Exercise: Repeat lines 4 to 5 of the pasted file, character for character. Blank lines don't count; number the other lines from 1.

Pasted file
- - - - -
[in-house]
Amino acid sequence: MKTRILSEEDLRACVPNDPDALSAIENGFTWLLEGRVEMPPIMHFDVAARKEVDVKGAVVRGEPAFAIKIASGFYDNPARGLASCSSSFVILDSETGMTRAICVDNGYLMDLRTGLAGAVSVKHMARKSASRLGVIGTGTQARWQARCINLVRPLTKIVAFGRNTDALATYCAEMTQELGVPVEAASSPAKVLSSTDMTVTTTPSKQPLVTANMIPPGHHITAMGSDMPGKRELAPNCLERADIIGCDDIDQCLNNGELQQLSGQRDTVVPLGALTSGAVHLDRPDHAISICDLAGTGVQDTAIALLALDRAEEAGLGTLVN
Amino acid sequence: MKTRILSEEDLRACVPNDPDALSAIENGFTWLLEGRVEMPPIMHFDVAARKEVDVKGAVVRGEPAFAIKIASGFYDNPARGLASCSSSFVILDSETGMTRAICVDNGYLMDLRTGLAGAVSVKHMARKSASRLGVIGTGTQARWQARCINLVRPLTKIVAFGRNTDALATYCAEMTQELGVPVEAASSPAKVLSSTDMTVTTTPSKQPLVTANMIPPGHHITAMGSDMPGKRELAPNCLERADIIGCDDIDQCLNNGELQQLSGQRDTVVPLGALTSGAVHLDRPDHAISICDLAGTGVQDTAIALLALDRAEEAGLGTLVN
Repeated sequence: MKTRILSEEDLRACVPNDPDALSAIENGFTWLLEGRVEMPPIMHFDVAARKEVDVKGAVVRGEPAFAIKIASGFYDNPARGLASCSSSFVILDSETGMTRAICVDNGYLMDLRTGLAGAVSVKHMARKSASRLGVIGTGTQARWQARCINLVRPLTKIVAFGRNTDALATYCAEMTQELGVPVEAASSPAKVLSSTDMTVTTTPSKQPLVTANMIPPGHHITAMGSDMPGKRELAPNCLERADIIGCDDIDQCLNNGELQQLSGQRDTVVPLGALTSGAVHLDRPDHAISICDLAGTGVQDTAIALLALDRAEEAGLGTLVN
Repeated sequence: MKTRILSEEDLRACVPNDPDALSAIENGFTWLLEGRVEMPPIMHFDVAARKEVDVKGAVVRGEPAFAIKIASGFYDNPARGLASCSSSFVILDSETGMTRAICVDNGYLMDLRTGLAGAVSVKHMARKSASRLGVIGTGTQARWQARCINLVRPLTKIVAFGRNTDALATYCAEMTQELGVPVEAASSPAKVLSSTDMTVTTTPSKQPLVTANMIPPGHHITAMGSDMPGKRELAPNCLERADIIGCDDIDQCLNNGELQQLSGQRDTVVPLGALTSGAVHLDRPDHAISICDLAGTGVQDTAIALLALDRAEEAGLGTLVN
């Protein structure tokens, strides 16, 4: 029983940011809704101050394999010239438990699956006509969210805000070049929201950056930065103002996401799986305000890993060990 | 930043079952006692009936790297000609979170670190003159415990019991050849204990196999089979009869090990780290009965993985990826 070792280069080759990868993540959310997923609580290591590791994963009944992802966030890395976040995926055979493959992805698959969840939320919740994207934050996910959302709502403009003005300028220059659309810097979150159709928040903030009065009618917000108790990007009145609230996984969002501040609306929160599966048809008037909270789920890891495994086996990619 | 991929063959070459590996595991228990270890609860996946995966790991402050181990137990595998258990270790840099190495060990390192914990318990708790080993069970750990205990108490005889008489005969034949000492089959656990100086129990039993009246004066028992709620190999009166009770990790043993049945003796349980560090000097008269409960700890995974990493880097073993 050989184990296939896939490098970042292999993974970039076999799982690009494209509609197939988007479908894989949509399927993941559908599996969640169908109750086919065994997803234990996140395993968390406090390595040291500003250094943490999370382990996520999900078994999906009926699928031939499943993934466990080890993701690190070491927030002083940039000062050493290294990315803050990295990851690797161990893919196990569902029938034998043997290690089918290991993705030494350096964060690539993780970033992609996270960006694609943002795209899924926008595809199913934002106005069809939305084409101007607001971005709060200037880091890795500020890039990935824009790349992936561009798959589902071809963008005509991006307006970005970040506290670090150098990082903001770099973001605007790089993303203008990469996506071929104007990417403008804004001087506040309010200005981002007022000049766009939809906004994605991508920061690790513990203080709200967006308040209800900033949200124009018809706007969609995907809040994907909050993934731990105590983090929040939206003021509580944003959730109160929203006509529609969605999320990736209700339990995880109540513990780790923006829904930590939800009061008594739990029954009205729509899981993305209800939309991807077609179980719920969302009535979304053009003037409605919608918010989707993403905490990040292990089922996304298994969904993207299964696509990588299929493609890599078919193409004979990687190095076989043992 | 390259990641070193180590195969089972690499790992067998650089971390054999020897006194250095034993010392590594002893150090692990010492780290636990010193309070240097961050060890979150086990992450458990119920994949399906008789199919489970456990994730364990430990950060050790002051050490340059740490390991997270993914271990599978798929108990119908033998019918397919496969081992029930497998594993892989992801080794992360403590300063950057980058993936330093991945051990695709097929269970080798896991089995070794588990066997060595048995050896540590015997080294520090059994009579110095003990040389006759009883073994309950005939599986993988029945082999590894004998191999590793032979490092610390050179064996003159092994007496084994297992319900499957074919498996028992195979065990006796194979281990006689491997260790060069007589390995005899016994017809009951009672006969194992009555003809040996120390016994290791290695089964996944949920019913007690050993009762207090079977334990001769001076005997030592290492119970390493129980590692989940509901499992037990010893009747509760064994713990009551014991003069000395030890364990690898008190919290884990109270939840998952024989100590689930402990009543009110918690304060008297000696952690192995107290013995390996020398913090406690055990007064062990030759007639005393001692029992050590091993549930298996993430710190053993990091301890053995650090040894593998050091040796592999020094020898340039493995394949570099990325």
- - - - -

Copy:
Repeated sequence: MKTRILSEEDLRACVPNDPDALSAIENGFTWLLEGRVEMPPIMHFDVAARKEVDVKGAVVRGEPAFAIKIASGFYDNPARGLASCSSSFVILDSETGMTRAICVDNGYLMDLRTGLAGAVSVKHMARKSASRLGVIGTGTQARWQARCINLVRPLTKIVAFGRNTDALATYCAEMTQELGVPVEAASSPAKVLSSTDMTVTTTPSKQPLVTANMIPPGHHITAMGSDMPGKRELAPNCLERADIIGCDDIDQCLNNGELQQLSGQRDTVVPLGALTSGAVHLDRPDHAISICDLAGTGVQDTAIALLALDRAEEAGLGTLVN
Repeated sequence: MKTRILSEEDLRACVPNDPDALSAIENGFTWLLEGRVEMPPIMHFDVAARKEVDVKGAVVRGEPAFAIKIASGFYDNPARGLASCSSSFVILDSETGMTRAICVDNGYLMDLRTGLAGAVSVKHMARKSASRLGVIGTGTQARWQARCINLVRPLTKIVAFGRNTDALATYCAEMTQELGVPVEAASSPAKVLSSTDMTVTTTPSKQPLVTANMIPPGHHITAMGSDMPGKRELAPNCLERADIIGCDDIDQCLNNGELQQLSGQRDTVVPLGALTSGAVHLDRPDHAISICDLAGTGVQDTAIALLALDRAEEAGLGTLVN